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Howe
Howe
88

had issue (1) George, M.D. [q. v.], (2) John, living in 1705 and married; (3) Obadiah, baptised at Torrington, 21 April 1661, died before 1705; (4) Philippa, baptised at Torrington, 4 Jan. 1666, married Matthew Collett; (5) James, a barrister of the Middle Temple, who married Mary Saunders, and died 12 April 1714. He married, secondly, Margaret (the date and surname are unknown), who died at Bath between 20 and 26 Feb. 1743, aged nearly 90.

Howe was of fine presence, tall and graceful, with an air of dignity and a piercing eye. His portrait, in long fair wig, engraved by James Caldwall [q. v.], from a painting by Sir Godfrey Kneller, is in Palmer's 'Nonconformist's Memorial,' first edition, 1775, i. 409; the original painting is in Dr. Williams's Library, Gordon Square, W.C. Another painting, by John Riley, showing Howe in his own dark hair, was exhibited in the third exhibition of National Portraits, 1868; it has been engraved by Trotter. The earliest engraved portrait is by White, reproduced by J. Pine. Howe delivered his sermons without his notes; Thoresby, who heard him on 19 May 1695, says he 'preached incomparably.' His writings show an original mind, contemplative rather than profound, with considerable power of discrimination, and some warmth of fancy. His spirit is superior to his style; his diction rarely rises to the elevation of his thought; his sentences are negligent, and his punctuation seems devised for the ruin of perspicuity. He shines at his best in his consolatory letters (the anonymous one to Lady Russell in 1683 is well known), which are full of pathos and calm wisdom. He was not without humour; there is the story of his asking a courtier to permit him to swear the next oath. On his deathbed he made his son George burn all his papers, except sermon-notes, 'stitch'd up in a multitude of small volumes.' Few of his letters are preserved; most of these will be found in Rogers. An undated letter (p. 572, 1st edit., p. 536, 2nd edit.), which puzzles Rogers, refers to the schismatic action of Thomas Bradbury [q. v.] at Newcastle in 1700.

Howe's 'Works' were collected in 1724, fol. 2 vols.; an enlarged edition was issued in 1810-22, 8vo, 8 vols., also 1848, 8vo, 3 vols., and 1862-3, 12mo, 6 vols. Middleton (followed by Wilson) enumerates thirty-three of his publications, besides prefaces, and five volumes of posthumous sermons, printed between 1726 and 1744 from short-hand reports. Among them are:

  1. 'On Man's Creation,' &c., 1660, 4to (sermon on 1 Thess. iv. 18).
  2. 'A Treatise on the Blessedness of the Righteous,' &c.,1668, 8vo.
  3. 'A Treatise of Delighting in God,' &c., 1674, 12mo.
  4. 'The Living Temple of God,' &c., 1675, 8vo.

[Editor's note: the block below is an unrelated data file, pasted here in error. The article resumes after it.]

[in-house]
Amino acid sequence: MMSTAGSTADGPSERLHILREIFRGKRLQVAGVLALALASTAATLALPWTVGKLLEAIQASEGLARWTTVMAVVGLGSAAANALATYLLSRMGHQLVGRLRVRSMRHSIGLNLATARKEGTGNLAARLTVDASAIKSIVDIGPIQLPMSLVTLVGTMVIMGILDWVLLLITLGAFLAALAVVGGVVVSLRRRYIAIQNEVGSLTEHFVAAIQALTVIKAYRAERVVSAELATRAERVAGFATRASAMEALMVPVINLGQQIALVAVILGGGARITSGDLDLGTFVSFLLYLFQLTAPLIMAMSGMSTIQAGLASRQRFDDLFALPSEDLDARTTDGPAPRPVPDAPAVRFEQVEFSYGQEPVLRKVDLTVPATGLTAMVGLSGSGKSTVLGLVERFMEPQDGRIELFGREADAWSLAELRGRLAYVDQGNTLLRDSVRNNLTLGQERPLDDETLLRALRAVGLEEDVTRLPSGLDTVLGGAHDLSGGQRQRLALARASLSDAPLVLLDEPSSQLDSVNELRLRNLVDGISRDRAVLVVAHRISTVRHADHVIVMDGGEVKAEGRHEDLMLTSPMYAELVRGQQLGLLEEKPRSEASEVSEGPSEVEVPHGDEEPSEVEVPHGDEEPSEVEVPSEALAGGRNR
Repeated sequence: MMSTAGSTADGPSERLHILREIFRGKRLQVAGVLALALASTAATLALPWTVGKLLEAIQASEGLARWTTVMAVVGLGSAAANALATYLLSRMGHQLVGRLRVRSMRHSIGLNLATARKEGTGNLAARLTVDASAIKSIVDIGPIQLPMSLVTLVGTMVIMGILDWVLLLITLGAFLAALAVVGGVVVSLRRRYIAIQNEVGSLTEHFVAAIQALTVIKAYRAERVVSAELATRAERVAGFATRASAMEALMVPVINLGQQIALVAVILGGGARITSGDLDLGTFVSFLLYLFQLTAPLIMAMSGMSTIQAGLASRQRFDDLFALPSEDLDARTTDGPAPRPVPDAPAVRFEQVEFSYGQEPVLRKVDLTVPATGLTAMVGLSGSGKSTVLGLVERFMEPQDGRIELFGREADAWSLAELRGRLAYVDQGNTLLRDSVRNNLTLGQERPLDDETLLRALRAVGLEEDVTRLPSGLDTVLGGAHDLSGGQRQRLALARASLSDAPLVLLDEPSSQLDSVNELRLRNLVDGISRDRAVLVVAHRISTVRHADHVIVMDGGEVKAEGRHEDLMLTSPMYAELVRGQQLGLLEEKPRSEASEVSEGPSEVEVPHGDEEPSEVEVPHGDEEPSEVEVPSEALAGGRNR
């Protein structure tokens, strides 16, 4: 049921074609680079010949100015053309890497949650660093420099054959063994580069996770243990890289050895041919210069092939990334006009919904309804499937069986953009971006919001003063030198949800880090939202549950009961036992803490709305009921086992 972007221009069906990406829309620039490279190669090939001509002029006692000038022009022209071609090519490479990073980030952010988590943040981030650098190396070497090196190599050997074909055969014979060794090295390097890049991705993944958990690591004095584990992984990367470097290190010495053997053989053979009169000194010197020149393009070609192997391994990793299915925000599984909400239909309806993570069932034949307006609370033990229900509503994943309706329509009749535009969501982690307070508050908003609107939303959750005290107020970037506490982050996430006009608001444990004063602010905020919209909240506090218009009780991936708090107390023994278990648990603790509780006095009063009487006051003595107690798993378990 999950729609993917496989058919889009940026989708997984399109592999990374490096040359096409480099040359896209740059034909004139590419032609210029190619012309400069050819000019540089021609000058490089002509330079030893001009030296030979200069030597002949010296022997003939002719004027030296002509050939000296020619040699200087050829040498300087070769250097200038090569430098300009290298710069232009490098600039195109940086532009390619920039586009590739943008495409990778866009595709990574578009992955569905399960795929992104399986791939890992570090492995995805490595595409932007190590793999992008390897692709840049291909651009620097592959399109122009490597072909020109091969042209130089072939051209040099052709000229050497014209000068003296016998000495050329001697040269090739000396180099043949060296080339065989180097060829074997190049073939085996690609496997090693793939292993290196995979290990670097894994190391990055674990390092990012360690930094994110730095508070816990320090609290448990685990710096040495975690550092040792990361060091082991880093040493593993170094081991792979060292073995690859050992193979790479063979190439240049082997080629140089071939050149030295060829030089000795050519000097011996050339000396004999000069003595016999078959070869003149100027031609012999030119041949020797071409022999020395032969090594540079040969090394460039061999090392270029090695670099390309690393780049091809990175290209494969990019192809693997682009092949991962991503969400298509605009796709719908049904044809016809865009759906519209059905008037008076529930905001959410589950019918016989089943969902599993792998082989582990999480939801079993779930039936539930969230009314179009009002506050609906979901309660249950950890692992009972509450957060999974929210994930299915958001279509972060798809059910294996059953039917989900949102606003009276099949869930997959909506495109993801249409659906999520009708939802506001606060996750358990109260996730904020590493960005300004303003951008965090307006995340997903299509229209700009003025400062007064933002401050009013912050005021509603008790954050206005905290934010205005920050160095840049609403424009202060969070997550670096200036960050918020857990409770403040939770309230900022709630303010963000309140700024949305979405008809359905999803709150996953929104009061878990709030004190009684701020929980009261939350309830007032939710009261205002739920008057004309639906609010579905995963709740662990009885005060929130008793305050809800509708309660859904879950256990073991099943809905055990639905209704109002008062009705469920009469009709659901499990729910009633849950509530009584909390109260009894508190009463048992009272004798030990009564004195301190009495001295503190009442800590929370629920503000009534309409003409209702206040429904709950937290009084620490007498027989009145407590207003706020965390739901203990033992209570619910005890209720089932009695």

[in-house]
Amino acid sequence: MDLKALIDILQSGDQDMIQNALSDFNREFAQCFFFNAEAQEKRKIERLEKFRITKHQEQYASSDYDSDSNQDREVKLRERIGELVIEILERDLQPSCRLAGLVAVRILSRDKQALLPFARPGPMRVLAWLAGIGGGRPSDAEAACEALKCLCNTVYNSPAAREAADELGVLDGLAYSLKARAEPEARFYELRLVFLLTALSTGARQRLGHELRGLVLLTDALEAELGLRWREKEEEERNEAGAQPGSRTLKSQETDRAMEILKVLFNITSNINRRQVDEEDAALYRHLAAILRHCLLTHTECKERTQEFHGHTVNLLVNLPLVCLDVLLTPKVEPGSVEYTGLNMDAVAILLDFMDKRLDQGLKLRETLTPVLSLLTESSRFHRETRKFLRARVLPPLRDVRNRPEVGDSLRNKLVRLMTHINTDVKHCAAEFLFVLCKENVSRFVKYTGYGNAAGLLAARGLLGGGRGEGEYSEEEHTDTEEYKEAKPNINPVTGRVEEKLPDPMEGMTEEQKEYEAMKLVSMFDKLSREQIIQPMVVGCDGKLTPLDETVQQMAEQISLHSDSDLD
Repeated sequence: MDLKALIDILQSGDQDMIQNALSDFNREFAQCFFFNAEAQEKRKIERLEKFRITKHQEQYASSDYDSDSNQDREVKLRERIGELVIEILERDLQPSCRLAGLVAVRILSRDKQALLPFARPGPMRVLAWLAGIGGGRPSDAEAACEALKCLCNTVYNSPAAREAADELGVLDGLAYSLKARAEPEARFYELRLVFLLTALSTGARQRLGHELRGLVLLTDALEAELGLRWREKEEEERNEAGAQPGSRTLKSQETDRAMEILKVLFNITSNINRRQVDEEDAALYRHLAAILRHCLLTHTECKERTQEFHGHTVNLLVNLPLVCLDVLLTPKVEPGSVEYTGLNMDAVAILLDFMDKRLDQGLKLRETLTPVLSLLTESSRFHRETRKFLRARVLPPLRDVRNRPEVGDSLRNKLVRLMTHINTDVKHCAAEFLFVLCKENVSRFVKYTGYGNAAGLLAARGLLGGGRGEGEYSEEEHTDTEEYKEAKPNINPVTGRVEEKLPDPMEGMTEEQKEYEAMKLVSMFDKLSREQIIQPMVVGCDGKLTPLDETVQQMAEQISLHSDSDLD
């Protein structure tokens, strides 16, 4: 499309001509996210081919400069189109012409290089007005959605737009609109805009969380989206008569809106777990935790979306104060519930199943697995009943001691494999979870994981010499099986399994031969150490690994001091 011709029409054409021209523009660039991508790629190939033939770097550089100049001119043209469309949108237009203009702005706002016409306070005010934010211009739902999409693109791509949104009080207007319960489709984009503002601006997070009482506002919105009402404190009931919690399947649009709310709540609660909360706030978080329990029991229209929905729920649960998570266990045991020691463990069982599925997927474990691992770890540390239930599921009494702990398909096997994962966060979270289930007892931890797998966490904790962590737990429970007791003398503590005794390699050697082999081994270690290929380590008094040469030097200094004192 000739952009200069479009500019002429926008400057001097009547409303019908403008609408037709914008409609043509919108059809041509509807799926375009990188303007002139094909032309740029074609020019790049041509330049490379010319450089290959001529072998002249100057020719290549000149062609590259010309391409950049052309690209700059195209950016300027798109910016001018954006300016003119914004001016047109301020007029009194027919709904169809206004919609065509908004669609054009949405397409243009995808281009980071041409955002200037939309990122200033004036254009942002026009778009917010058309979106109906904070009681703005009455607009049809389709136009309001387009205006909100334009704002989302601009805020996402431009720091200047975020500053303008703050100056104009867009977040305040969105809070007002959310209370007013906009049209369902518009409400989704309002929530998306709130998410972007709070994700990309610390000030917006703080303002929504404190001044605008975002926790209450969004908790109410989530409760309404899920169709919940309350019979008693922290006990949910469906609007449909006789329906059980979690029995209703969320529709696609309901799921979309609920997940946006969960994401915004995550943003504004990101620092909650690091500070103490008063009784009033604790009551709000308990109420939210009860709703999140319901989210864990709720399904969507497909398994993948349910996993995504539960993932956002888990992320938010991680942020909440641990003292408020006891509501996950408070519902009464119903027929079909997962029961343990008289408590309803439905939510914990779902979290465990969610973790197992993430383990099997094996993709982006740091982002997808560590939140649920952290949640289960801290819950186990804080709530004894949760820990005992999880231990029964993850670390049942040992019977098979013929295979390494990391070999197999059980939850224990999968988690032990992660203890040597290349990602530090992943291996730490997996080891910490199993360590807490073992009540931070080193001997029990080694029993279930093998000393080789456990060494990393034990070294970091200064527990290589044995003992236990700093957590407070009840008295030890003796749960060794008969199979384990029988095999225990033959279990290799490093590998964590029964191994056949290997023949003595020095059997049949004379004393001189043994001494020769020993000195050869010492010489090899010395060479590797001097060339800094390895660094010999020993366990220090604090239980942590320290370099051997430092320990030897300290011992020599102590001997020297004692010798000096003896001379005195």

5. 'The Reconcileableness of God's Prescience,' &c., 1677, 8vo.
  6. 'Annotations,' &c., 1685, fol., on the three Epistles of St. John, in the continuation of Poole's 'Annotations.'
  7. 'The Carnality of Christian Contention,' &c., 1693,4to.
  8. 'A Calm and Sober Inquiry concerning the possibility of a Trinity,' &c.,1694, 4to.
  9. 'Some Consideration of a Preface to an Inquiry concerning … Occasional Conformity,' &c., 1701, 4to.
  10. 'A Second Part of the Living Temple,' &c., 1702, 8vo (criticises Spinoza).
  11. 'A Discourse on Patience,'&c.,1705,8vo.

[Calamy's Memoirs of Howe, prefixed to Works, 1724. also issued separately, are the main authority for his life; the Life by Henry Rogers, 1836 (portrait), reprinted 1879, is an expansion of Calamy, with additions from Howe's manuscript letters; there are lives by Hunt, prefixed to Works, 1810, by Dunn, 1836, by Urwick, 1846, and by Hewlett, prefixed to Works, 1848; Cal. State Papers, Dom. 1634-5, pp. 314, 318, 559, &c.; Spademan's Funeral Sermon, 1705; Wood's Athenæ Oxon. (Bliss), iii. 780, 834, &c., iv. 589, &c., Fasti, ii. 120, 171; Calamy's Abridgement, 1713, pp. 576 sq.; Calamy's Account, 1713,pp.235 sq., p. 634; Calamy's Continuation, 1727, pp. 250, 257; Calamy's Own Life, 1830, i. 322 sq., 344 sq., ii. 31 sq.; Nelson's Life of Bull, 1714, pp. 257 sq.; Birch's Life of Tillotson, 1753, pp. 63 sq.; Middleton's Biographia Evangelica, 1786, iv. 126 sq.; Palmer's Nonconformist's Memorial, 1802, ii. 81 sq. (portrait engraved by Ridley); Wilson's Dissenting Churches of London, 1810, iii. 19 sq.; Granger's Biographical History of England, 1824, iv. 65; Armstrong's Appendix to Martineau's Ordination Service, 1829, p. 86; Humphreys's Correspondence of Doddridge, 1830, iv. 212; Urwick's Nonconformity in Cheshire, 1864, p. 232 (letter by Howe); Beamont's Winwick, 1876, p. 78; Witherow's Hist. and Lit. Memorials of Presb. in Ireland, 1879, i. 54; Bloxam's Register of Magdalen, 1853-85; Jeremy's Presbyterian Fund, 1885, p. ix; Killen's Hist. Congr. Presb. Church in Ireland, 1886, p. 16; extracts from parish register at Loughborough, per the Rev. W. G. D. Fletcher, F.S.A.]

A. G.

HOWE, JOHN, fourth Lord Chedworth (1754–1804), born 22 Aug. 1754, was son of Thomas Howe (d. 1776), rector of Great Wishford and Kingston Deverill, Wiltshire. His mother was Frances, daughter of Thomas White of Tattingstone, near Ipswich, Suffolk. His paternal grandfather, John Howe, had been raised to the peerage in 1741 as Baron Chedworth of Chedworth, Gloucestershire. Howe was educated first at Harrow, where he gave early proof of his lifelong predilections for the stage and the turf. He matricu-